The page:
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J Clin Microbiol. 2019 Apr 3. pii: JCM.02057-18. doi: 10.1128/JCM.02057-18. [Epub ahead of print]

Diagnostic accuracy of stool Xpert MTB/RIF for the detection of pulmonary tuberculosis in children: a systematic review and meta-analysis.

MacLean E1,2, Sulis G1,2, Denkinger CM2,3,4, Johnston JC2,5,6, Pai M1,2, Khan FA7,2,8.

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Department of Epidemiology, Biostatistics, and Occupational Health, McGill University, Montreal, Canada.
McGill International TB Centre, McGill University, Montreal, Canada.
Foundation for Innovative New Diagnostics, Geneva, Switzerland.
Department of Infectious Diseases, University of Heidelberg, Heidelberg, Germany.
Division of Respiratory Medicine, University of British Columbia, Vancouver, Canada.
BC Centre for Disease Control, Vancouver, Canada.
Department of Epidemiology, Biostatistics, and Occupational Health, McGill University, Montreal, Canada
Respiratory Epidemiology & Clinical Research Unit, Research Institute of the McGill University Health Centre & Montreal Chest Institute, Montreal, Canada.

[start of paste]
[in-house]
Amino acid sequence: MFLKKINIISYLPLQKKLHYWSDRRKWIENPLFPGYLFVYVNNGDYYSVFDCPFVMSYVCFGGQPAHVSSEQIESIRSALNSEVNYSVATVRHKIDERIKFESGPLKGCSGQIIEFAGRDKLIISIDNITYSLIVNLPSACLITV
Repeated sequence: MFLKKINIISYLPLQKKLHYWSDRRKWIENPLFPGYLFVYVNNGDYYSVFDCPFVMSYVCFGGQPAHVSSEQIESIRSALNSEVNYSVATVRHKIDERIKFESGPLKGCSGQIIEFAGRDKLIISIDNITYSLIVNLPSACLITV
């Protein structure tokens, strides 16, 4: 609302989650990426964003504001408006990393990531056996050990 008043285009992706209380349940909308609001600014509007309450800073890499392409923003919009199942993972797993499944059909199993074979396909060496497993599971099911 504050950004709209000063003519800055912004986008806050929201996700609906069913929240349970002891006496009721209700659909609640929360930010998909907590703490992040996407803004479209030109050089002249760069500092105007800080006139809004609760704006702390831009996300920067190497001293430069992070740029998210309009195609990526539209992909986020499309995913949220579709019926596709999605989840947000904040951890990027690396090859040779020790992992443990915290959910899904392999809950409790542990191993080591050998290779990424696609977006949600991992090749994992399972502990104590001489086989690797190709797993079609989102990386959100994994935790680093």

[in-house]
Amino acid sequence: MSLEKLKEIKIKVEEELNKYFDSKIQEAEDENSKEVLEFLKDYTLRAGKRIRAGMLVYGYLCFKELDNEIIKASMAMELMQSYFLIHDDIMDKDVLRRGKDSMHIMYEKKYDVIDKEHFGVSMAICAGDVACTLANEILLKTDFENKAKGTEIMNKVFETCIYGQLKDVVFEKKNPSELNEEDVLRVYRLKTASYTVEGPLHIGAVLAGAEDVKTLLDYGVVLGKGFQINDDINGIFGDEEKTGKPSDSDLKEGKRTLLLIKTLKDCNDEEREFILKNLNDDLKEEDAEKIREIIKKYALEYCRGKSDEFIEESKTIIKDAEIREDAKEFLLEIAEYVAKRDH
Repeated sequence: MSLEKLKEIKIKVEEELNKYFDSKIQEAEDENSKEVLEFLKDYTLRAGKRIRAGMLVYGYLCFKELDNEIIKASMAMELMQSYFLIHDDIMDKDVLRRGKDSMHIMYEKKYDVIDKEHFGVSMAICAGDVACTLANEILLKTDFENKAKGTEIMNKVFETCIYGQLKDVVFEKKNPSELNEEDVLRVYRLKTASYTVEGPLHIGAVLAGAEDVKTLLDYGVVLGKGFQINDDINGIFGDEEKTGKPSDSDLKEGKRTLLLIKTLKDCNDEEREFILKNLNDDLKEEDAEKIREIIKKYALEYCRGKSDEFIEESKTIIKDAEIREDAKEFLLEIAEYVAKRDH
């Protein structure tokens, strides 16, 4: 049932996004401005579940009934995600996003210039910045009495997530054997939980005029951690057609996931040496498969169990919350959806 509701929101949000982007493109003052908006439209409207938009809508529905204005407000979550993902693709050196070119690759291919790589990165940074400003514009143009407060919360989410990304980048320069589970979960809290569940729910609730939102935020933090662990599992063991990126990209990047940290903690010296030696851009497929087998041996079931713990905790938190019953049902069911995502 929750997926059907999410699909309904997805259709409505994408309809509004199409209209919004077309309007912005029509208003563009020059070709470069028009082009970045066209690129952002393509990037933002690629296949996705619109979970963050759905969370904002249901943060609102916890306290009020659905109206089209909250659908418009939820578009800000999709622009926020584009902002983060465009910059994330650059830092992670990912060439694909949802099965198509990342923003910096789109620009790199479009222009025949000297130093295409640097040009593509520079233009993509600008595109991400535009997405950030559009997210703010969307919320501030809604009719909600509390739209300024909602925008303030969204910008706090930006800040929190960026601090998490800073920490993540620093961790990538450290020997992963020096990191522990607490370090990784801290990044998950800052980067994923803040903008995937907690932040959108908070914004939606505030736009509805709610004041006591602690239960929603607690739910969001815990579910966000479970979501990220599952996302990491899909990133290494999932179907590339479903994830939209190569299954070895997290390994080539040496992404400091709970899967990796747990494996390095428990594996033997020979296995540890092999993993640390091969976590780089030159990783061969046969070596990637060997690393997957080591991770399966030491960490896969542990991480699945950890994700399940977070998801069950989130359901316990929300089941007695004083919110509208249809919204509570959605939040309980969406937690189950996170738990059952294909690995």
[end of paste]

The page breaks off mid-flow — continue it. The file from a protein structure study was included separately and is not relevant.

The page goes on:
Invasive collection methods are often required to obtain samples for the microbiologic evaluation of children with presumptive pulmonary tuberculosis (PTB). Nucleic-acid amplification testing of easier to collect stool samples could be a non-invasive method of diagnosing PTB. We conducted a systematic review and meta-analysis to evaluate the diagnostic accuracy of testing stool with the Xpert MTB/RIF assay ('stool Xpert') for childhood PTB. Four databases were searched for publications from January 2008 to June 2018. Studies assessing the diagnostic accuracy amongst children of stool Xpert compared to a microbiological reference standard of conventional specimens tested by mycobacterial culture or Xpert were eligible. Bivariate random-effects meta-analyses were performed to calculate pooled sensitivity and specificity of stool Xpert against the reference standard. From 1589 citations, 9 studies (n=1681) were included. Median participant ages ranged from 1.3 to 10.6 years. Protocols for stool processing and testing varied substantially, with differences in reagents and methods of homogenization and filtering. Against the microbiological reference standard, pooled sensitivity and specificity of stool Xpert were 67% (95%CI:52-79) and 99% (95%CI:98-99), respectively. Sensitivity was higher among children with HIV (79%; 95%CI:68-87; versus 60%; 95%CI:44-74 among HIV-uninfected). Heterogeneity was high. Data were insufficient for subgroup analyses amongst children under age 5, the most relevant target population. Stool Xpert could be a non-invasive method of ruling-in PTB in children, particularly those with HIV. However, studies focused on children under 5 are needed, and generalizability of the evidence is limited by the lack of a standardized stool preparation and testing protocol.


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